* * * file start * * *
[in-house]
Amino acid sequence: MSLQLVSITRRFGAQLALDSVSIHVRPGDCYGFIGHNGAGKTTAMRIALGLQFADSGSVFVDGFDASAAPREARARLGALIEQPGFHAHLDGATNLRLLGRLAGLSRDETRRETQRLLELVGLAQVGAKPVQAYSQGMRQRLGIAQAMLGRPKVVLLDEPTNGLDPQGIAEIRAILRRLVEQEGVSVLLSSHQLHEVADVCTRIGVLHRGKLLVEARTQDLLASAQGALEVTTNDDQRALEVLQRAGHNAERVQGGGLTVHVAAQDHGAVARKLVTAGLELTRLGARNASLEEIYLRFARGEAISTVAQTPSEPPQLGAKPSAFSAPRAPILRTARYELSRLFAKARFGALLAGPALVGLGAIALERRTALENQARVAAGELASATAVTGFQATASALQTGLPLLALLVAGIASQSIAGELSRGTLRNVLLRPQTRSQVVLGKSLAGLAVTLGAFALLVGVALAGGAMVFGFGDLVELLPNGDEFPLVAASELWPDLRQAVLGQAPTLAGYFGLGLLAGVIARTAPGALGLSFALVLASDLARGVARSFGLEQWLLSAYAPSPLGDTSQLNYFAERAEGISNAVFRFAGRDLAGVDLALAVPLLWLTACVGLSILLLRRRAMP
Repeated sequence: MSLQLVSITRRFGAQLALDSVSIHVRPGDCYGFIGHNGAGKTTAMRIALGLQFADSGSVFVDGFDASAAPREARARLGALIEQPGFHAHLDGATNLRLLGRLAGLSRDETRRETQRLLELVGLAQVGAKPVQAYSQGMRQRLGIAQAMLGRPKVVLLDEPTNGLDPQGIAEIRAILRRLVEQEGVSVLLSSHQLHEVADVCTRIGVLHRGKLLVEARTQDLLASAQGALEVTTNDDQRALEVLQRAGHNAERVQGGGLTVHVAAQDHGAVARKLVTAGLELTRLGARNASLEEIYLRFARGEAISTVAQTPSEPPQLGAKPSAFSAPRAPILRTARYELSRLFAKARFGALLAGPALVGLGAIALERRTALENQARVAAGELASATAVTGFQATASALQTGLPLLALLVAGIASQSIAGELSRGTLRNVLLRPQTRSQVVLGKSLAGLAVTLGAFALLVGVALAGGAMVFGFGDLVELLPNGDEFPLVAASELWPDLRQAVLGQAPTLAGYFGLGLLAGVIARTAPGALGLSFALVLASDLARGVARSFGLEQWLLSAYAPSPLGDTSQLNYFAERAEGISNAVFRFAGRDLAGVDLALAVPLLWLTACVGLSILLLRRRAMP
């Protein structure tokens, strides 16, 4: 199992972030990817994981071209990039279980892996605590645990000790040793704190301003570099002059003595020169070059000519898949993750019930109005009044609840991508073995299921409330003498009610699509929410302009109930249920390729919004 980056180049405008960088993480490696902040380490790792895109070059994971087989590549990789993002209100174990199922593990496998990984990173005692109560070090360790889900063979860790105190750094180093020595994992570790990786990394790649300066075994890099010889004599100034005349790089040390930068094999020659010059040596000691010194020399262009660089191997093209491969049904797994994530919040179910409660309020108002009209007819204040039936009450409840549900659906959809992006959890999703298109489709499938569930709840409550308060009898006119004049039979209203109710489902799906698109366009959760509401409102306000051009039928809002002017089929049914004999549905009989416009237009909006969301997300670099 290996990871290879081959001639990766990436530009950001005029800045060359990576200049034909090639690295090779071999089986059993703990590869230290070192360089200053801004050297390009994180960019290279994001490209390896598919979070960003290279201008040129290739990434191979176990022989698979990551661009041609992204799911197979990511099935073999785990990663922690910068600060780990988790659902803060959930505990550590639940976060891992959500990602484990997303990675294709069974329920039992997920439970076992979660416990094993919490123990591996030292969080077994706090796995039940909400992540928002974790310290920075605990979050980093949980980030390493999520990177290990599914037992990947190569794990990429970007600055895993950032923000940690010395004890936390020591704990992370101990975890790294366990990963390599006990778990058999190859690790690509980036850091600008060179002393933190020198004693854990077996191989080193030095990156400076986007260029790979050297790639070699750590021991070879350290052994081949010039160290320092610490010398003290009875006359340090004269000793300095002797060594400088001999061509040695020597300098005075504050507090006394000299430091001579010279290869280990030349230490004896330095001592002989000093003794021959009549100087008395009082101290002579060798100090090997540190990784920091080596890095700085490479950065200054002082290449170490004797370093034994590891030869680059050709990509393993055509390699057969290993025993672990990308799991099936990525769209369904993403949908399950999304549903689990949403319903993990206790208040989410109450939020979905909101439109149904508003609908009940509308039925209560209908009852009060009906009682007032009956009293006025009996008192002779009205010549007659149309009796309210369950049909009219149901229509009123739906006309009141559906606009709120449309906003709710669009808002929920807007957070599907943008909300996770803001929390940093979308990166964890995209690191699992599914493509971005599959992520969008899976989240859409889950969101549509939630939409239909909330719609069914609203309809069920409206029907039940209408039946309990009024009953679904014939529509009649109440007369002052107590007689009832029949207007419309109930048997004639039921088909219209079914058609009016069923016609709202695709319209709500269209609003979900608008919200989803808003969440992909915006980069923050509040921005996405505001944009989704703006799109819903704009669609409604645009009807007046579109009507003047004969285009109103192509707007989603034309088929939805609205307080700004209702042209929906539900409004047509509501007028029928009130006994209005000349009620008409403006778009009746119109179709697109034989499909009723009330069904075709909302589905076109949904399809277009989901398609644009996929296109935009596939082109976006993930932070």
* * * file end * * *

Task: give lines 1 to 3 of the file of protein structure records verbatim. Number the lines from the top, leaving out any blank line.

[in-house]
Amino acid sequence: MSLQLVSITRRFGAQLALDSVSIHVRPGDCYGFIGHNGAGKTTAMRIALGLQFADSGSVFVDGFDASAAPREARARLGALIEQPGFHAHLDGATNLRLLGRLAGLSRDETRRETQRLLELVGLAQVGAKPVQAYSQGMRQRLGIAQAMLGRPKVVLLDEPTNGLDPQGIAEIRAILRRLVEQEGVSVLLSSHQLHEVADVCTRIGVLHRGKLLVEARTQDLLASAQGALEVTTNDDQRALEVLQRAGHNAERVQGGGLTVHVAAQDHGAVARKLVTAGLELTRLGARNASLEEIYLRFARGEAISTVAQTPSEPPQLGAKPSAFSAPRAPILRTARYELSRLFAKARFGALLAGPALVGLGAIALERRTALENQARVAAGELASATAVTGFQATASALQTGLPLLALLVAGIASQSIAGELSRGTLRNVLLRPQTRSQVVLGKSLAGLAVTLGAFALLVGVALAGGAMVFGFGDLVELLPNGDEFPLVAASELWPDLRQAVLGQAPTLAGYFGLGLLAGVIARTAPGALGLSFALVLASDLARGVARSFGLEQWLLSAYAPSPLGDTSQLNYFAERAEGISNAVFRFAGRDLAGVDLALAVPLLWLTACVGLSILLLRRRAMP
Repeated sequence: MSLQLVSITRRFGAQLALDSVSIHVRPGDCYGFIGHNGAGKTTAMRIALGLQFADSGSVFVDGFDASAAPREARARLGALIEQPGFHAHLDGATNLRLLGRLAGLSRDETRRETQRLLELVGLAQVGAKPVQAYSQGMRQRLGIAQAMLGRPKVVLLDEPTNGLDPQGIAEIRAILRRLVEQEGVSVLLSSHQLHEVADVCTRIGVLHRGKLLVEARTQDLLASAQGALEVTTNDDQRALEVLQRAGHNAERVQGGGLTVHVAAQDHGAVARKLVTAGLELTRLGARNASLEEIYLRFARGEAISTVAQTPSEPPQLGAKPSAFSAPRAPILRTARYELSRLFAKARFGALLAGPALVGLGAIALERRTALENQARVAAGELASATAVTGFQATASALQTGLPLLALLVAGIASQSIAGELSRGTLRNVLLRPQTRSQVVLGKSLAGLAVTLGAFALLVGVALAGGAMVFGFGDLVELLPNGDEFPLVAASELWPDLRQAVLGQAPTLAGYFGLGLLAGVIARTAPGALGLSFALVLASDLARGVARSFGLEQWLLSAYAPSPLGDTSQLNYFAERAEGISNAVFRFAGRDLAGVDLALAVPLLWLTACVGLSILLLRRRAMP